Liverpool will come back bigger after lockdown says culture boss

windows wirral fitters seaview windows wallasey

In all honesty, this is the most surreal time of my life.

I have always been proud of the fact that I have played a role – a really small role – in this city’s cultural renaissance over the last 20 years.

I was passionate about fighting for the voices of communities to be heard, and from 2000 I was part of the team committed to ensuring this was a key element of our Capital of Culture bid.

And as a result – this city transformed. It’s a city full of artists, independent restaurants, the best small businesses and organisations in the country.

wallasey printers liscard wallasey

It’s a city where giants walk the streets, where buildings light up and come to life whether in celebration or commemoration. Liverpool is so lucky to have politicians – from all parties – who understand the value of culture and appreciate that we sometimes have to take risks to bring to life poetry and storytelling which is the envy of cities across the globe

Our city events programmes is made up of festivals of all shapes and sizes which hold up a mirror to the world.

Cruise liners dock on our world heritage waterfront, filled with visitors who spill out on to our streets and spend time and money in our shops, our attractions, our bars and restaurants. Coach-loads of people gasp at our architecture, and our children grow up and want to stay, or return, because it is exciting, quirky and individual. It’s Liverpool.

And in the blink of an eye, it’s as if the last 12 years haven’t happened.

wirral airport transfers mersesysideairportservice.co.uk
The Little Girl Giant on her third and final visit to Liverpool

We, along with arts and cultural organisations across the city, are taking the heart-breaking, decision to cancel events. Cruise liners are no longer sailing in to our city, and those streets filled with laughter, wonder, conversations and a real sense of togetherness and community are empty.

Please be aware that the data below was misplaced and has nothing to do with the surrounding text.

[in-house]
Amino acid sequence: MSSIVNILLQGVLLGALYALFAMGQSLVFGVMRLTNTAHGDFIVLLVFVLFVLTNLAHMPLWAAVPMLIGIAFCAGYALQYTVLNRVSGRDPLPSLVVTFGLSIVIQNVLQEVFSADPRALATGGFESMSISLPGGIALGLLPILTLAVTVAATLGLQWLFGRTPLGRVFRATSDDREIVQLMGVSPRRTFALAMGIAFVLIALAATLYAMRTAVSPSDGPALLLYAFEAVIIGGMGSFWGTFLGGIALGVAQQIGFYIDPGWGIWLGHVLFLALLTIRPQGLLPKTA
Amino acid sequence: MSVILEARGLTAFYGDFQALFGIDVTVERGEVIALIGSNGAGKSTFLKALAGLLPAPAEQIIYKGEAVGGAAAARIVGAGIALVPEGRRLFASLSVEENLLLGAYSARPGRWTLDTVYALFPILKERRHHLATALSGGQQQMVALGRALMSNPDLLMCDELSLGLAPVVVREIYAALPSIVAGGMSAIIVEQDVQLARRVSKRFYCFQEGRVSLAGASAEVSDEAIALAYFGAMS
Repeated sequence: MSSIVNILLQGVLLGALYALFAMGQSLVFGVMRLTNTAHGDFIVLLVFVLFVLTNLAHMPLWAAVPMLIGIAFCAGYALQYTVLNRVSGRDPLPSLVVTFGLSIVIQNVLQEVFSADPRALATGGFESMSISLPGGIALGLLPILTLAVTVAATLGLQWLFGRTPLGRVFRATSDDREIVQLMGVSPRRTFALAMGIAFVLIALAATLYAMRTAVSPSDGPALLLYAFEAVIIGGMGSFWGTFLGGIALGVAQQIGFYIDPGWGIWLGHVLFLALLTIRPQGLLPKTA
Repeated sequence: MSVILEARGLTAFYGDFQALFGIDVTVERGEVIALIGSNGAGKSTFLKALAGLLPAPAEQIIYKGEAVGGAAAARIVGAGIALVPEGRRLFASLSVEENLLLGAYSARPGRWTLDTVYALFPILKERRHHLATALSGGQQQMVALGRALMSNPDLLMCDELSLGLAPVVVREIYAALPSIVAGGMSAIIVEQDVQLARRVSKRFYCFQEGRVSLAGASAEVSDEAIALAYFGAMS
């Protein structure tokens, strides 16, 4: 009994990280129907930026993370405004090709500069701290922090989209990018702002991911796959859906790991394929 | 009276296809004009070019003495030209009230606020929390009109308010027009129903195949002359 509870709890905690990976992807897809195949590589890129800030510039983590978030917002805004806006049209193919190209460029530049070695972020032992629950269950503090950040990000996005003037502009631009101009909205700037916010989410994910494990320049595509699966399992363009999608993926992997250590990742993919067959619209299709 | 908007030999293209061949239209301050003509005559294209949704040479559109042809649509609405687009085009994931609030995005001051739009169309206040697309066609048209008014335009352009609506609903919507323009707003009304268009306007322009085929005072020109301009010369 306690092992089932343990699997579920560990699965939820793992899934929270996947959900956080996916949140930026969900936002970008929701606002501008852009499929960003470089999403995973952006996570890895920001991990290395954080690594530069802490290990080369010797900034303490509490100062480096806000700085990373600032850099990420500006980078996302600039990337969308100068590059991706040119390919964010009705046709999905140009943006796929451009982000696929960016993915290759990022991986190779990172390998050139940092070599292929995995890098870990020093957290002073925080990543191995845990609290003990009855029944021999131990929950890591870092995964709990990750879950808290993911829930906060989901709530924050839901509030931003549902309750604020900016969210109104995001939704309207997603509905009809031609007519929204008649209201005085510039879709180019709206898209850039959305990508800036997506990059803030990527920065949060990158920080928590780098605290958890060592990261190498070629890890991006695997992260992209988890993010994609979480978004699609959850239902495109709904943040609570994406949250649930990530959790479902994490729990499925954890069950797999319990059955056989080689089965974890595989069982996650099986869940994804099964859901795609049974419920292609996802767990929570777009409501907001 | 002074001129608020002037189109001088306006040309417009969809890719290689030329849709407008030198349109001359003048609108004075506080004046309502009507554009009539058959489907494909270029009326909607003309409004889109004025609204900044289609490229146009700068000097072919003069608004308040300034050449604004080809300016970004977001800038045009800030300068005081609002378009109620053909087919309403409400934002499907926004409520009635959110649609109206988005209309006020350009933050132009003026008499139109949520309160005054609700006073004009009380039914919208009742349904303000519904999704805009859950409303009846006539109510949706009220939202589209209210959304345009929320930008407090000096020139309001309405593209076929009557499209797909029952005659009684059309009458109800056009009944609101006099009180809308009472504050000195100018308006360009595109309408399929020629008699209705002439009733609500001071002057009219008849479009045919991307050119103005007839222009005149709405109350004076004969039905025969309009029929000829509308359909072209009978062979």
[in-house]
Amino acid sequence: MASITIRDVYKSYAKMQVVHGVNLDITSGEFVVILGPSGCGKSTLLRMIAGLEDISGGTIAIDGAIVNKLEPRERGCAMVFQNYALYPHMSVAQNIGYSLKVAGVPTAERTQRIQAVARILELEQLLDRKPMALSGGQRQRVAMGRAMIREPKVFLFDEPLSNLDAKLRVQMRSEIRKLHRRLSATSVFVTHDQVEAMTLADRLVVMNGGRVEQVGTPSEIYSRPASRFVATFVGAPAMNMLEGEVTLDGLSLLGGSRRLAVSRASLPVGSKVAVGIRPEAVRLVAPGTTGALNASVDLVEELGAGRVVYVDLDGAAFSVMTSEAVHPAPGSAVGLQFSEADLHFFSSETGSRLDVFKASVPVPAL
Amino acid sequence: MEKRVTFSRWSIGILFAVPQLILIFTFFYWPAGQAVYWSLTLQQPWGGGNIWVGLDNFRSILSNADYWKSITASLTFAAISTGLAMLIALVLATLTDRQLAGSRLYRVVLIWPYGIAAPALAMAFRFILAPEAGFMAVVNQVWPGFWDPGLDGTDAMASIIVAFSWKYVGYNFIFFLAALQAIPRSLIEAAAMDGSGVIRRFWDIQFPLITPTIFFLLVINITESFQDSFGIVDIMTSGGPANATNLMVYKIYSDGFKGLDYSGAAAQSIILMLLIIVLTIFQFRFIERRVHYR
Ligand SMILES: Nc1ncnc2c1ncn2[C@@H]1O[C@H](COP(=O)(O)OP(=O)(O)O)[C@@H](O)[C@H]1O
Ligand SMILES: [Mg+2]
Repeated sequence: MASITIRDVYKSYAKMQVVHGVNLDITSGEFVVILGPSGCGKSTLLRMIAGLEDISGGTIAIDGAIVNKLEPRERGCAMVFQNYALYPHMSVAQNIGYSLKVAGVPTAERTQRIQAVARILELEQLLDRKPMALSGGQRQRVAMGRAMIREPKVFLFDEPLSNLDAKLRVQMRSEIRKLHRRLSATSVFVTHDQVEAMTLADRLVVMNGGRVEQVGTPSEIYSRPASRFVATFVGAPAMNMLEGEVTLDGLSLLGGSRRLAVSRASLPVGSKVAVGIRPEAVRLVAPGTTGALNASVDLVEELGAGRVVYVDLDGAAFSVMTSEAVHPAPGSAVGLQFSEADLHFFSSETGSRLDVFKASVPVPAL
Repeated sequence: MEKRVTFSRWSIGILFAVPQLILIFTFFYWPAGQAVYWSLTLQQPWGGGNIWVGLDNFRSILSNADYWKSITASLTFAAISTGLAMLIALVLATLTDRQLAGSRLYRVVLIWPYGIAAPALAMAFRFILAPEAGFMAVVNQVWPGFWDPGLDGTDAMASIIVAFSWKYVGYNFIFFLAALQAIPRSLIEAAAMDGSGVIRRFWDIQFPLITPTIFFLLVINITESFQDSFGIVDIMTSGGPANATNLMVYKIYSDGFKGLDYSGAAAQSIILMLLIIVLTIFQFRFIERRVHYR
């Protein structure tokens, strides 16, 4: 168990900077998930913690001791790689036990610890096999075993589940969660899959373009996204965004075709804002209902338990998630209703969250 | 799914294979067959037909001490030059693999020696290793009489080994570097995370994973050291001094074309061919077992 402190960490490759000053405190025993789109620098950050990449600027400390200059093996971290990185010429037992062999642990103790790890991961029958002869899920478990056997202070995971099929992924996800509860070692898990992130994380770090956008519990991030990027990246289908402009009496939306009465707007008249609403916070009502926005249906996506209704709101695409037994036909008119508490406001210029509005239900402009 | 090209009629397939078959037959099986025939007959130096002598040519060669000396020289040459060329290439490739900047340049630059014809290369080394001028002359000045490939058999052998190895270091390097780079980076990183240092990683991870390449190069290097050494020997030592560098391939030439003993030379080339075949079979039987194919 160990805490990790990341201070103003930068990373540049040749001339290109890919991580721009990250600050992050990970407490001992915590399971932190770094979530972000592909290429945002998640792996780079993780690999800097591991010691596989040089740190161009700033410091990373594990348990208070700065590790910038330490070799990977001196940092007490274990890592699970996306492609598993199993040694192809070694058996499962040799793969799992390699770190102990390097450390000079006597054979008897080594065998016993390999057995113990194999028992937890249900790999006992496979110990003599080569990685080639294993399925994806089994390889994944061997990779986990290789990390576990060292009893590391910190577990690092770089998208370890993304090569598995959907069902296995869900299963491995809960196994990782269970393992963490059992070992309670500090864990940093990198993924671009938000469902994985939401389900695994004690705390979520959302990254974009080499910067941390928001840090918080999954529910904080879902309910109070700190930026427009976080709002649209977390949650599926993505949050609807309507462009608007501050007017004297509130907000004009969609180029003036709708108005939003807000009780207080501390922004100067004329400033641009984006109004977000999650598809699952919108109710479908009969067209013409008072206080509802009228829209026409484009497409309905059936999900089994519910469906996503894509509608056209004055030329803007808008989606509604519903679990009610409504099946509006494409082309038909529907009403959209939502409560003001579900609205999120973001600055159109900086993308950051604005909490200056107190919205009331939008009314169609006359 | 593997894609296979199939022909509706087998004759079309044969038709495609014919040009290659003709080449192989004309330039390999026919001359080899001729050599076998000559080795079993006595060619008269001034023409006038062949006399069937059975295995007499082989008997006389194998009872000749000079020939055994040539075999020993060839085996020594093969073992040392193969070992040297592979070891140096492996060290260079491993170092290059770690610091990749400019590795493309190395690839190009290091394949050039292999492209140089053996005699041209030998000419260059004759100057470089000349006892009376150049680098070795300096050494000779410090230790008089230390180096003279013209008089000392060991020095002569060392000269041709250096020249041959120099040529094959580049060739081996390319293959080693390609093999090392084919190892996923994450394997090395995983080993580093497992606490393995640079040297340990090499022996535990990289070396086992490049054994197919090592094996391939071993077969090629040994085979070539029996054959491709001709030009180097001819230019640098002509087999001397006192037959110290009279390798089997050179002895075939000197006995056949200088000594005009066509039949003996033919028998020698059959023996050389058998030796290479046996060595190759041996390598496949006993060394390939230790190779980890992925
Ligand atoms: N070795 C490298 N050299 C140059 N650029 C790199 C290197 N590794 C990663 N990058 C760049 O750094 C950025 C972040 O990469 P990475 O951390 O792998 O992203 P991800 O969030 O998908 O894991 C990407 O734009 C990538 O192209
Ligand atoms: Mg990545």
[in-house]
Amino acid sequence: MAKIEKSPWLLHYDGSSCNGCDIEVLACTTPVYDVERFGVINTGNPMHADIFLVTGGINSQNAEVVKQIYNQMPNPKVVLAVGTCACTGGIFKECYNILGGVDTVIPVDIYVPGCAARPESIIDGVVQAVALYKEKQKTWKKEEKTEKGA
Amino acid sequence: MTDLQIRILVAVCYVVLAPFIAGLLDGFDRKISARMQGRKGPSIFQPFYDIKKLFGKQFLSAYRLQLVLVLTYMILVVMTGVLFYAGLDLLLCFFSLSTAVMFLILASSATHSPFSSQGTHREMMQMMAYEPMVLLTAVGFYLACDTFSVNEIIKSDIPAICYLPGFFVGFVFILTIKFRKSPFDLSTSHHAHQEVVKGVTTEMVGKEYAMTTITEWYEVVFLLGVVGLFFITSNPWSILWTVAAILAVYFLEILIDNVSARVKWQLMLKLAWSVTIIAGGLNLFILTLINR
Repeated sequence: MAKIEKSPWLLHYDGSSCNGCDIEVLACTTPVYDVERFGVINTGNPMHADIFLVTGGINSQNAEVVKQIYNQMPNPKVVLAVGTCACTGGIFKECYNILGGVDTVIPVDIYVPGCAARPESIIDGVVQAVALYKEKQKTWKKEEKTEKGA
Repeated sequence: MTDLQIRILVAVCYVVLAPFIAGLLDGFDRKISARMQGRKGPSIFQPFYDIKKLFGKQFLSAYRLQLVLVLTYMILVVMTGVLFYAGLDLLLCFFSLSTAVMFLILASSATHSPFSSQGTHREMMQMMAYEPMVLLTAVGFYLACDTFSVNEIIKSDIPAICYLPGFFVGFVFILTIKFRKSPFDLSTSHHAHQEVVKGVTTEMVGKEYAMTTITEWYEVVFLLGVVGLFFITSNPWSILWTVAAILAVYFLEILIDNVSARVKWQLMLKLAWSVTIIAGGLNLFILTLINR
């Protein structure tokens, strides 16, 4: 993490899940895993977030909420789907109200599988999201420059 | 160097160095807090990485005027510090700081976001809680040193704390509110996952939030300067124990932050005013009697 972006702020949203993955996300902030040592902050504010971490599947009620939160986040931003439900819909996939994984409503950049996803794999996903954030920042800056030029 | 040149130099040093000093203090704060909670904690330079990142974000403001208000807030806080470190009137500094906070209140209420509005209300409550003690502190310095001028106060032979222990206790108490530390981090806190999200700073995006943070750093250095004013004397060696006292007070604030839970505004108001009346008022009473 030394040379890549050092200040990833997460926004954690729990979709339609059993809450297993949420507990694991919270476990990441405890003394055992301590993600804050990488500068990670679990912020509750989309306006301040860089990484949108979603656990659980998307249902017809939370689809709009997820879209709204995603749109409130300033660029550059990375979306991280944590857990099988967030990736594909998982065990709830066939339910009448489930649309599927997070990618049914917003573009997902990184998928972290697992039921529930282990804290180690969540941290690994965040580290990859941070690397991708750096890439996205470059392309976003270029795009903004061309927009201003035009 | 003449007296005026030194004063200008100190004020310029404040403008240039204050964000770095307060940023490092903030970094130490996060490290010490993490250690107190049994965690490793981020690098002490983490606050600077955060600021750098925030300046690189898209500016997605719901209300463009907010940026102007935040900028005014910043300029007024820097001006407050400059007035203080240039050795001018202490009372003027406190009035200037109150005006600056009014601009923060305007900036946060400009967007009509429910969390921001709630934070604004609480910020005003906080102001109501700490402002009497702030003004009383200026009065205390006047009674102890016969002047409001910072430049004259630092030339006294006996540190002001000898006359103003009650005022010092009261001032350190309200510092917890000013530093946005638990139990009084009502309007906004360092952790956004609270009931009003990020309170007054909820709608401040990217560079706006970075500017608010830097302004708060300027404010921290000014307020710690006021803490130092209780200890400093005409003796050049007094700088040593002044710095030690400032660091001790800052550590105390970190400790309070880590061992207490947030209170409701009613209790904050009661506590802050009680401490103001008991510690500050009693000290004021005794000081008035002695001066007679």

It feels like a new world. And a hard one at that.

My ethos has always been that this city has so many stories to tell and as a sector, we have done just this for well over a decade. And it’s just a bonus that on this journey we have inspired, enthralled and educated millions of people.

Pre-2008 we had a point to prove, and in many ways we’ve won that battle time and time again. The naysayers who thought culture was a nice to have rather than a necessity realised the power and impact it could have, not only on a city but on the people who lived and visited there. The evidence was there for all to see.

Honour our NHS heroes – from the surgeons to the porters, the nurses to the catering staff, the physios to the midwives, and the paramedics to the GPs – by helping to create a map of gratitude from every corner of Britain.

We need our health workers now more than ever as they work superhuman hours and go above and beyond to protect us.

Click HERE to drop a heart or a message on the map, and show you appreciate the efforts undertaken daily in the NHS.

You can now also make a donation to NHS Heroes Help From Home, starting from £2.. As a thank you, everyone who donates will be entered into the weekly NHS Heroes Raffle.

Click HERE to donate or to find out more – or click the link from within the Thanks a Million map.

Thanks a million, NHS workers – we love you.

Right now there’s someone with a picture of a Little Girl Giant hanging on a wall, or a miniature superlambanana taking pride of place on a shelf, selfies on social media with incredible light installations or a music festival as a backdrop. It’s there for all to see, but it’s also in people’s hearts.

Culture is tangible. It makes a difference both economically and emotionally.

On my daily walk around Sefton Park my mind is whirring about what we can do next. Hearing flats and houses erupt with applause, cheering and music in a weekly celebration of our carers inspires me.

Read More

Coronavirus diaries

  • The priest holding a funeral mass online
  • The mum homeschooling her kids
  • The headteacher missing noise of school
  • Liverpool legend on how coronavirus …
  • The Liverpool club denied possible title
  • Liverpool gym keeps people fit from afar
  • Post-it note artist helps strangers
  • The theatre owner closing his venue

We need to build on this outpouring of humanity and create something special not just for us, but for the next generation.

Already from this experience, I’ve learnt three things:

  • We need to laugh more.
  • When it’s safe, we need to create new, unforgettable moments where we can come together in theatres, bars, clubs, concert halls, galleries, parks or on our incredible waterfront.
  • We need to build on that Thursday night outpouring of humanity.

I have no doubt the streets will once again be filled with our stories, our laughter and our love told in innovative ways.

This city will thrive once again. Liverpool is after all the ultimate comeback kid. And what a comeback it will be.

This is the latest in the ECHO’s series of Coronavirus Diaries, focusing on people’s individual experiences during this unprecedented time. If you have a story to share, email laura.davis@reachplc.com or comment below.

PUBLISH YOUR ARTICLE ON NEWSWIRRAL.CO.UK